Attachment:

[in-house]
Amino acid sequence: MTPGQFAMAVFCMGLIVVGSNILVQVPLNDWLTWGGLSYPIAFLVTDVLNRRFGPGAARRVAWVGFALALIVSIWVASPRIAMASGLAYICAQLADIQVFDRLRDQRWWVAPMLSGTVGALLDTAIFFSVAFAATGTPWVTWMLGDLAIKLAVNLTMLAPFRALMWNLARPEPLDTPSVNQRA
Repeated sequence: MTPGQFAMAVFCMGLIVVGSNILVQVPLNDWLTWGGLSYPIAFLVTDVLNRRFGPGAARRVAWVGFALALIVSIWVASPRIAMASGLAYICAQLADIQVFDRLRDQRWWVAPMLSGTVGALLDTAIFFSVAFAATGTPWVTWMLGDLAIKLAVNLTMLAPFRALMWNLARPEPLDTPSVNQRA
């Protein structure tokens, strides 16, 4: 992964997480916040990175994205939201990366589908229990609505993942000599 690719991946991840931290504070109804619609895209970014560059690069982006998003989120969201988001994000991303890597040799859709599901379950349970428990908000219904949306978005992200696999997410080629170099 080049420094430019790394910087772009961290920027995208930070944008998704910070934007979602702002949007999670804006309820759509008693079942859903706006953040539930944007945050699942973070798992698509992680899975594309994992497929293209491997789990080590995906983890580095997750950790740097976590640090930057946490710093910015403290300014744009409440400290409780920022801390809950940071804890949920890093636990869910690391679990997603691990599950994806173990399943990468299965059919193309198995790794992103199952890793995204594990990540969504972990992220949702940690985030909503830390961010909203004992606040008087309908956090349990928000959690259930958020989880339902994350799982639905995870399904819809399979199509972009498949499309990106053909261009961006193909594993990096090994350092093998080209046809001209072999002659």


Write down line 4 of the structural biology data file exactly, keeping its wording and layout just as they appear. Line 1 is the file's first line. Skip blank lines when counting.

């Protein structure tokens, strides 16, 4: 992964997480916040990175994205939201990366589908229990609505993942000599 690719991946991840931290504070109804619609895209970014560059690069982006998003989120969201988001994000991303890597040799859709599901379950349970428990908000219904949306978005992200696999997410080629170099 080049420094430019790394910087772009961290920027995208930070944008998704910070934007979602702002949007999670804006309820759509008693079942859903706006953040539930944007945050699942973070798992698509992680899975594309994992497929293209491997789990080590995906983890580095997750950790740097976590640090930057946490710093910015403290300014744009409440400290409780920022801390809950940071804890949920890093636990869910690391679990997603691990599950994806173990399943990468299965059919193309198995790794992103199952890793995204594990990540969504972990992220949702940690985030909503830390961010909203004992606040008087309908956090349990928000959690259930958020989880339902994350799982639905995870399904819809399979199509972009498949499309990106053909261009961006193909594993990096090994350092093998080209046809001209072999002659």